Affordable Custom Floors - A floor refinisher can use different wood stains to create fool-the-eye inlays, pinstripes or borders. A simple brass inlay around a fire place is a cost-effective way to add that value-added touch. Or ready-to-lay, prefabricated wood tiles with medallions, star bursts and elaborate borders are available. These pre-fabricated tiles allow homeowners to mix and match to create their own patterns and designs.
Recycled and reclaimed wood is yet another specialty wood flooring option. Most of this wood is long-leaf heart pine, American Chestnut or red/white oak purchased from the demolition sites of old homes, mills, ships, warehouses and barns.Flooring made from recycled wood has the natural beauty of knots, flags, worm holes, color variations and other character marks. Through years of aging, this wood flooring has a rich patina that becomes more beautiful each year.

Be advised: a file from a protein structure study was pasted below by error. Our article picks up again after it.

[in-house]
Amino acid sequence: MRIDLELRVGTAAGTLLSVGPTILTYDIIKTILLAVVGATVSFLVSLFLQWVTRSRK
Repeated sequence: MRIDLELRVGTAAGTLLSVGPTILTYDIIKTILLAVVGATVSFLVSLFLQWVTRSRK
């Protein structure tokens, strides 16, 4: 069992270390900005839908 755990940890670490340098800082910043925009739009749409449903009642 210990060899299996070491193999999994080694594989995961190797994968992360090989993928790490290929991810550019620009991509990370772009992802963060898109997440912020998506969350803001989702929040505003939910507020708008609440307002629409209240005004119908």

A newer floor can acquire an antique look through distressed hand scraping, smooth hand scraping or hand fluting. Hand scraping can create a classic floor that wears like iron and has the look of a genuine 100- or 200- year-old floor.
Cleaning & Maintenance
While specific finish types may require different maintenance, some guidelines apply to the care of all wood floors:
- Floor protector pads should be installed on the bottom of all furniture legs before furniture is placed onto the wood floor.